On Friday, Volt received a clean bill of safety from the federal-government agency that had launched an investigation into some weird post-crash fire problems with Volt's battery, which occurred not on the road but within the testing procedures by the National Highway Traffic Safety Administration. GM had stepped up uncommonly during the investigation, offering to let Volt owners borrow another GM car and coming up with a safety "fix" even though its engineers belived it redundant in a design that already was safe.
GM is eager to rebuild Volt's tarnished image and get back to addressing more basic problems with Volt, which include not making or selling nearly as many as they had hoped a year ago. On Monday, for example, the automaker announced that Volt owners "may soon get charged with renewable energy" via GM's OnStar unit.
One spanner in GM's Volt image makeover plans: some Chevy dealers are turning down allocations of Volt that GM wants to ship to them, according to Automotive News. In New York, for example, GM allocated 104 Volts to four dealerships, but only 31 were accepted — the lowest "take" rate for any Chevy model in the market that month.Continue reading...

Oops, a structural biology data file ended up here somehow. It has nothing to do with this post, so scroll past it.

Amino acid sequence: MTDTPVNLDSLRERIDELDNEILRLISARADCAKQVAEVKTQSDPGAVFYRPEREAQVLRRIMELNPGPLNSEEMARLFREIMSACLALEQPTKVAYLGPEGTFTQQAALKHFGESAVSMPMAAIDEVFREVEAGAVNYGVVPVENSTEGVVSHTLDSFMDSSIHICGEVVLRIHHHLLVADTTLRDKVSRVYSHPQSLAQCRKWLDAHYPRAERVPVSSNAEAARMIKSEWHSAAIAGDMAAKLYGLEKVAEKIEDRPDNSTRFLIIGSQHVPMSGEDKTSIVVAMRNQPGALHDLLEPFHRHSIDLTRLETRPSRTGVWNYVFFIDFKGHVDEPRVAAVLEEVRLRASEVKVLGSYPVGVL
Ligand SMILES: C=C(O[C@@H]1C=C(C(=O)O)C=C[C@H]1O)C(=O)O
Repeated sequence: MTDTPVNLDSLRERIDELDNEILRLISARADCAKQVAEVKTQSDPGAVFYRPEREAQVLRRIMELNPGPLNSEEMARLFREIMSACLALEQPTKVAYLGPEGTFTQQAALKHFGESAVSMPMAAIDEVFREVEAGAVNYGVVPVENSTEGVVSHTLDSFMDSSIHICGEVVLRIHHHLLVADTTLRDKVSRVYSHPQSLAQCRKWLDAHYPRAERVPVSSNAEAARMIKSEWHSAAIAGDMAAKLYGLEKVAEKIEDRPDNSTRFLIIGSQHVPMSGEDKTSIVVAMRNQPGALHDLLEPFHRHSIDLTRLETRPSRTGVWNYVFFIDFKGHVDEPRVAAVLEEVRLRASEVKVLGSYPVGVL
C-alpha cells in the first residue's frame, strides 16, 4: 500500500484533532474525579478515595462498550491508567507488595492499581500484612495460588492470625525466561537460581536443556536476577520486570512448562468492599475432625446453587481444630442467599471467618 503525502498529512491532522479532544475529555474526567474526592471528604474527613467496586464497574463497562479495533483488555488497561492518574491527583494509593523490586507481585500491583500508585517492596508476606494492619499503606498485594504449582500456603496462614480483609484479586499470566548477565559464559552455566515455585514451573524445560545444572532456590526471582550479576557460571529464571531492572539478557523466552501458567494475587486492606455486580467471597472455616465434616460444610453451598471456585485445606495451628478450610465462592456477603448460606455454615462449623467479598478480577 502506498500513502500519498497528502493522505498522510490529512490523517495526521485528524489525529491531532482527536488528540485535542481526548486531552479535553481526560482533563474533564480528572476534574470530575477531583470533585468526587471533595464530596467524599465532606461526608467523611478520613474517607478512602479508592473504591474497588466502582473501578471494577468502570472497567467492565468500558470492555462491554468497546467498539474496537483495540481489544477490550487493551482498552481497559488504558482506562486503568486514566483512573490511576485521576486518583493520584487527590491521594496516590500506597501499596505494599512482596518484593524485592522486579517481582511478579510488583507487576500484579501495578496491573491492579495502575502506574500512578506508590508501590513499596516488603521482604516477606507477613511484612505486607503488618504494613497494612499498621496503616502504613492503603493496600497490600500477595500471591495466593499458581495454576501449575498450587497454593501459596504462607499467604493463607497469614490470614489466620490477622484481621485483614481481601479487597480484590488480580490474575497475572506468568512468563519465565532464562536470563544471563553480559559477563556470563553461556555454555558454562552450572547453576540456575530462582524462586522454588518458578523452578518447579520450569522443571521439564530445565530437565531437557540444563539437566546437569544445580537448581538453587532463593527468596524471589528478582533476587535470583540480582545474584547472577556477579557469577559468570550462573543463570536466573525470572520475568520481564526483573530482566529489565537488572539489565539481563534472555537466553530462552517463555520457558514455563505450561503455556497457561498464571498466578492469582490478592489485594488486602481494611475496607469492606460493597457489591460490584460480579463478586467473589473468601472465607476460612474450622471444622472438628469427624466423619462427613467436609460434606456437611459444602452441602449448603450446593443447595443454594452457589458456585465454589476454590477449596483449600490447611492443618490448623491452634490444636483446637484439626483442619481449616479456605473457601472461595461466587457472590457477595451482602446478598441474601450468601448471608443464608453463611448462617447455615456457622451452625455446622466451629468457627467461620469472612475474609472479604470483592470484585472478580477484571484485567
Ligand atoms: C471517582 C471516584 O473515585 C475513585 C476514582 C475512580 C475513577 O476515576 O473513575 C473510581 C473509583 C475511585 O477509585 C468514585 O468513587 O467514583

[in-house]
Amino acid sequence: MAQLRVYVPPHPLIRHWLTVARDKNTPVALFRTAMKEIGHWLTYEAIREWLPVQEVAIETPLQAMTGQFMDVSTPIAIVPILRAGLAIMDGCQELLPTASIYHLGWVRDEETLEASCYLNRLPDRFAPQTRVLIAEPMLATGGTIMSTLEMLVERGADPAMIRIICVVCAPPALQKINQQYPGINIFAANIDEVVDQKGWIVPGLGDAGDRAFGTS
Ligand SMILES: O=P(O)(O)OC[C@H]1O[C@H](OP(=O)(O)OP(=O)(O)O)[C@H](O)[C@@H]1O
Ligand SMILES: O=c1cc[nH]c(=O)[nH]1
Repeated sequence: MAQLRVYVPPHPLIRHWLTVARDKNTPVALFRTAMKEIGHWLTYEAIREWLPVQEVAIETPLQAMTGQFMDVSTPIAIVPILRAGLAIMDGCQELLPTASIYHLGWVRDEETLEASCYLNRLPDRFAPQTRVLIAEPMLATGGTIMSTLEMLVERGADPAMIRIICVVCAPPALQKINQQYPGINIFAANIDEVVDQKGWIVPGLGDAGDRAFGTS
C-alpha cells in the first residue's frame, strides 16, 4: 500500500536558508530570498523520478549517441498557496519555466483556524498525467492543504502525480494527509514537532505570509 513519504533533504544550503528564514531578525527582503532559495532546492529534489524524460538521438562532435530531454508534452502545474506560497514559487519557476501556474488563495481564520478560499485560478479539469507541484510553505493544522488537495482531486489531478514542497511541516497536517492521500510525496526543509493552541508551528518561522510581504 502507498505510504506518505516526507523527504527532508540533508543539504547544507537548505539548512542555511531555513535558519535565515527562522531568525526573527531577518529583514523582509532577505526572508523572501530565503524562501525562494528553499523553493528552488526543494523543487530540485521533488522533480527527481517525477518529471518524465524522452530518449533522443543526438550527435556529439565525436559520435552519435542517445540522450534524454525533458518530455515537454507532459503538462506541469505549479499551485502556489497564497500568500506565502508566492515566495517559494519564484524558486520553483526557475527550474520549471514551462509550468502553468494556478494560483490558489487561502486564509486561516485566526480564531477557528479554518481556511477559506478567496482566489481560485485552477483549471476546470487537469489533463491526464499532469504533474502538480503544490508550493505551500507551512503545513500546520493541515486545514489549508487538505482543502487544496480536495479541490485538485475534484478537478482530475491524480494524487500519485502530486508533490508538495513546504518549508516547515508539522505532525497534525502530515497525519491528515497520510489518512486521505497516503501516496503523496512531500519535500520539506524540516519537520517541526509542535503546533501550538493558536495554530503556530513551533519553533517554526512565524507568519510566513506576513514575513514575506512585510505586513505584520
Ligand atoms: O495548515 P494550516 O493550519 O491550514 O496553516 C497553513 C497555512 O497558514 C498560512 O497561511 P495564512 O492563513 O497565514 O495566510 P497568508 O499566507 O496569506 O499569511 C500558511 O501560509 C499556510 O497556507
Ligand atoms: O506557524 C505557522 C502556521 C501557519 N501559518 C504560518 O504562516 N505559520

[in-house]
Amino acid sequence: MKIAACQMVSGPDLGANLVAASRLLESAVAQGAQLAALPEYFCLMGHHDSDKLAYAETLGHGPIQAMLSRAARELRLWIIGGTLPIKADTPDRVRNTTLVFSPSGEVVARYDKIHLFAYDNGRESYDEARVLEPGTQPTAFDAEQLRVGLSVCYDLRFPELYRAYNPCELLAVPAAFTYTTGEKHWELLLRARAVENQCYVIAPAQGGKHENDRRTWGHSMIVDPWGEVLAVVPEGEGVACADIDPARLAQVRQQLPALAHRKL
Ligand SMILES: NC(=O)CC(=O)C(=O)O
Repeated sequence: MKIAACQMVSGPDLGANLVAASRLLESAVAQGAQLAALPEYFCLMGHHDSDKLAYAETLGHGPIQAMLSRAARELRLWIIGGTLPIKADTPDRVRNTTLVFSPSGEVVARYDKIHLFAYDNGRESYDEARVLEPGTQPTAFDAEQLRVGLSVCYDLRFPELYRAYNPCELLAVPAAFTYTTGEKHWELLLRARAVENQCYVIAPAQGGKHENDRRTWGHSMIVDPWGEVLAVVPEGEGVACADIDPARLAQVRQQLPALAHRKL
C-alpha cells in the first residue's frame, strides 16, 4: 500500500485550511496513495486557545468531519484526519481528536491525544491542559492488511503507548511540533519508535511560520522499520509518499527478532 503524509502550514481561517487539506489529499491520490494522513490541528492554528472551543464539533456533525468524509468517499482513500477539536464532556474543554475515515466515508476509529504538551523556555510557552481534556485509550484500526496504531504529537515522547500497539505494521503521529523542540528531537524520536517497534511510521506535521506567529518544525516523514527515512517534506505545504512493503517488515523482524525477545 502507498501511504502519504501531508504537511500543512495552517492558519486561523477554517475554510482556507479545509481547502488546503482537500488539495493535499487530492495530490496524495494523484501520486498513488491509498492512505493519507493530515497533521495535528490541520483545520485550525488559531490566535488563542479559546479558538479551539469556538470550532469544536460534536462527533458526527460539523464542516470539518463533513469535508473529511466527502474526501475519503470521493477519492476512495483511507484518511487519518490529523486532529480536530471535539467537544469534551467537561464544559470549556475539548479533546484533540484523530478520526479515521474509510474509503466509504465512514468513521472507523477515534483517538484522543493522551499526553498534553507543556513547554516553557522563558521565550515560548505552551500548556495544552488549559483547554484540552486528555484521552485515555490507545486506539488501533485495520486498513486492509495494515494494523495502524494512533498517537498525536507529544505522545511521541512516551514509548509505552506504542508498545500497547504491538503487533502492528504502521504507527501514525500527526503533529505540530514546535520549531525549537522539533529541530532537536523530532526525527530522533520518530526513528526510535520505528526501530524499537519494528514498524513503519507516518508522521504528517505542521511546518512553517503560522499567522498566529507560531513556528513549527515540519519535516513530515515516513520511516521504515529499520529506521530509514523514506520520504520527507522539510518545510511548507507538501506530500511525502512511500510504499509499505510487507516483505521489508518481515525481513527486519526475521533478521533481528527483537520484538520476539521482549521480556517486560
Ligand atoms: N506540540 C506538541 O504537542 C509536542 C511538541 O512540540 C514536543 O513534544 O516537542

Posted by Dale Buss on January 23, 2012 06:05 PM
One of the most predictable things about Super Bowl advertising over the last few years is that GoDaddy.com runs a sexy spot and then everyone debates whether it was effective, while agreeing that at least it was provocative.
This very predictability explains why Go Daddy tries to get the buzz going early, and has leaked the first of its two Super Bowl XLVI commercial, above. Called "Body Paint," it features returnees Danica Patrick and Jillian Michaels and a "nude" model and promotes its .CO domain, which was announced during last year's Super Bowl. The second spot, titled "Cloud," features Danica Patrick and the Pussycat Dolls.
But some other brands, notably autos, are still playing things closer to the vest about their Super Bowl plans.Continue reading...
Posted by Dale Buss on January 20, 2012 01:45 PM